https://realrecords.bandcamp.com/album/lost?from=embed

Another artist I’ve only recently come across (as a solo performer), and coincidentally another one who has used the period of lockdown and the lack of gigs to record an album, is Tensheds. I have to say, there’s been some wonderful music released during the many months where gigs haven’t been possible and this is another. Maybe there’s something in the ‘tortured artist’ theory- take away their ability to gig and communicate directly with a live audience and it’ll feed an urge to produce some wonderful music. Perversely, it’s one of the few positives of the whole situation.  Reading up on the artist that is Tensheds (love the name by the way), you realise here’s another musician with a varied and unique talent, taking in classical music training and a background that includes punk. I guess it’s a little surprising this album, called ‘The Days of My Confinement’ is almost entirely piano based. To carry off an album with such limited instrumentation (the odd guitar, other keyboards and the odd string embellishment make fleeting appearances) obviously relies on a number of things including great song writing, an engaging voice and a certain inventiveness. There’s plenty of drama and romanticism in the songs, partly down to the playing but also down to the singing. His voice has the breathless, raspy emotion of a Springsteen, Tom Waits or Bill Fay on many tracks, though there’s a tenderness that matches the delicate playing on others and a number of almost jolly sing-alongs that help the album rise and fall in tempo and feel. This all adds depth and an ebb and flow to the album that carries the listener on a rollercoaster ride. The piano playing contributes massively to this- sometimes the classical training bleeds through, other times a gentle, heart breaking tinkle while there’s also some stirring playing a la Roy Bittan of the E Street Band. Whether an album of piano based singer/song writing is your thing or not, you’d be missing out greatly if you didn’t check this album out.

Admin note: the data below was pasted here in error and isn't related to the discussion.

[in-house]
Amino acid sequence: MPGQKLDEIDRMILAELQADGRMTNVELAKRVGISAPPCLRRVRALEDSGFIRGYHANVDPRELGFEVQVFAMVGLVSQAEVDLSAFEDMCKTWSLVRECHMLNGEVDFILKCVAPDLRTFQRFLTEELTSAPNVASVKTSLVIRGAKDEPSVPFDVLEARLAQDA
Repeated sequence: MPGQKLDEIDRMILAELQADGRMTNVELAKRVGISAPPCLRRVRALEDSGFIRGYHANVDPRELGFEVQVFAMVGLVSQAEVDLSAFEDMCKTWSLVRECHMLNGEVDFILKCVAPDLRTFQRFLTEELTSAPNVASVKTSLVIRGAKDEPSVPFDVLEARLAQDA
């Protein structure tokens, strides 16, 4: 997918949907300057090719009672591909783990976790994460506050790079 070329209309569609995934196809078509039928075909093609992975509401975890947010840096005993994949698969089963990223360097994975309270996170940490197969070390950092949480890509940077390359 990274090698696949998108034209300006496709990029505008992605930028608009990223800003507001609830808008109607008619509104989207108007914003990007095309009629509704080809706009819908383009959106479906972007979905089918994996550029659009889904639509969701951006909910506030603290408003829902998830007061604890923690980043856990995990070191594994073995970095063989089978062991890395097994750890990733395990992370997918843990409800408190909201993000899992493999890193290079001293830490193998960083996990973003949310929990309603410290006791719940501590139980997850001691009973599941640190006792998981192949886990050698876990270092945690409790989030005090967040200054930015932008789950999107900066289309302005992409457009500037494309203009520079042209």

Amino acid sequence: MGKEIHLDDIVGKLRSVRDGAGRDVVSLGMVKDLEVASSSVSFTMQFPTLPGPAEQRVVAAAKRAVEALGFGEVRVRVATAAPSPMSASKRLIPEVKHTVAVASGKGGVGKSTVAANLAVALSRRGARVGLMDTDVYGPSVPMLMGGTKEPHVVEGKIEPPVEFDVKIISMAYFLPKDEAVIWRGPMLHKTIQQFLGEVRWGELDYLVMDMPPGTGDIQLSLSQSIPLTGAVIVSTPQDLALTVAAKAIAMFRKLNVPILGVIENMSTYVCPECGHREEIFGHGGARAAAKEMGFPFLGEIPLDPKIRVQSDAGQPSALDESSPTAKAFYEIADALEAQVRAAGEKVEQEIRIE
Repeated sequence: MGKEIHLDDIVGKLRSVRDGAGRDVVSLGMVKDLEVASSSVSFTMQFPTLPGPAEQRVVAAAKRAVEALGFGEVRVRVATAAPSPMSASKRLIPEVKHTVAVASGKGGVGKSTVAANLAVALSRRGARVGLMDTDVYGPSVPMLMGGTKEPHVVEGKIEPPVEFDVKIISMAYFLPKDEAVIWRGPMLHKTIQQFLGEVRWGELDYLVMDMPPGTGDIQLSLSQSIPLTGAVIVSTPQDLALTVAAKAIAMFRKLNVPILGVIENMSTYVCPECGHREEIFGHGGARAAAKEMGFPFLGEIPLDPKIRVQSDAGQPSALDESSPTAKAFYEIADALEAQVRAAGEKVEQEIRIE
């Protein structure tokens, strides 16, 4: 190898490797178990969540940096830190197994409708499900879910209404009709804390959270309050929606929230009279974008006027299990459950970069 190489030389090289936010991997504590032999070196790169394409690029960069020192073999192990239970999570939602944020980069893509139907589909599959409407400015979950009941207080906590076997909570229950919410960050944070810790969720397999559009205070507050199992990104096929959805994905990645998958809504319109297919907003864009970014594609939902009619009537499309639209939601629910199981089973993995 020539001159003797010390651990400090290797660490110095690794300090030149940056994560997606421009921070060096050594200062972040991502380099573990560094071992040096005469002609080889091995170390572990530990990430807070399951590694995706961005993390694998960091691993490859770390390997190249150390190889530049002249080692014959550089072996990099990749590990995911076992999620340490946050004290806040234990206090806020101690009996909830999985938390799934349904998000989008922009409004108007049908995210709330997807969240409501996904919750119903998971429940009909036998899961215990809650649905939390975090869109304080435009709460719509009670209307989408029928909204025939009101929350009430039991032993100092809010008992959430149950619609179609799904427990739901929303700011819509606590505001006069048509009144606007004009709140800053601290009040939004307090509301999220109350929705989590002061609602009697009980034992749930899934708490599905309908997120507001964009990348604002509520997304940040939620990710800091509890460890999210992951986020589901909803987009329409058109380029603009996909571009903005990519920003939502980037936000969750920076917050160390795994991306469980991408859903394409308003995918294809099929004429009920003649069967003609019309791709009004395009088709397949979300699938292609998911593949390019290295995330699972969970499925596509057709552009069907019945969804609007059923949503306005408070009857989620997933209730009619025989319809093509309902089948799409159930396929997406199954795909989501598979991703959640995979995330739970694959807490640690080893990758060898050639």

https://tensheds.bandcamp.com/album/the-days-of-my-confinement?from=embed